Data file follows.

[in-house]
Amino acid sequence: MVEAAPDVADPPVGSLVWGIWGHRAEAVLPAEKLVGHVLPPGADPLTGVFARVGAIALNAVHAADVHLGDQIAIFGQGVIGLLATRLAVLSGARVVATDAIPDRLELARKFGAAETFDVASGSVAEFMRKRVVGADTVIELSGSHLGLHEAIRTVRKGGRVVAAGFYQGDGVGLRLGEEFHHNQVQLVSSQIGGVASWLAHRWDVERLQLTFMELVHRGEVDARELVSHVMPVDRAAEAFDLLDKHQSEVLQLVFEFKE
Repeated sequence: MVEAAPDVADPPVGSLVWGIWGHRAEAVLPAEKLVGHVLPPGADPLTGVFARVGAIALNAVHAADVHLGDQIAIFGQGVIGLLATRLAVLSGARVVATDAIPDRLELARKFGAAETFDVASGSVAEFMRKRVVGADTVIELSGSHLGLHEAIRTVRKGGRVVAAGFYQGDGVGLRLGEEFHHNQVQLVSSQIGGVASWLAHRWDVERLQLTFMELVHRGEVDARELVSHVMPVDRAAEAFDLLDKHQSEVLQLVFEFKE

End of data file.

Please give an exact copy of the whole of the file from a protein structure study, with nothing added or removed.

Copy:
[in-house]
Amino acid sequence: MVEAAPDVADPPVGSLVWGIWGHRAEAVLPAEKLVGHVLPPGADPLTGVFARVGAIALNAVHAADVHLGDQIAIFGQGVIGLLATRLAVLSGARVVATDAIPDRLELARKFGAAETFDVASGSVAEFMRKRVVGADTVIELSGSHLGLHEAIRTVRKGGRVVAAGFYQGDGVGLRLGEEFHHNQVQLVSSQIGGVASWLAHRWDVERLQLTFMELVHRGEVDARELVSHVMPVDRAAEAFDLLDKHQSEVLQLVFEFKE
Repeated sequence: MVEAAPDVADPPVGSLVWGIWGHRAEAVLPAEKLVGHVLPPGADPLTGVFARVGAIALNAVHAADVHLGDQIAIFGQGVIGLLATRLAVLSGARVVATDAIPDRLELARKFGAAETFDVASGSVAEFMRKRVVGADTVIELSGSHLGLHEAIRTVRKGGRVVAAGFYQGDGVGLRLGEEFHHNQVQLVSSQIGGVASWLAHRWDVERLQLTFMELVHRGEVDARELVSHVMPVDRAAEAFDLLDKHQSEVLQLVFEFKE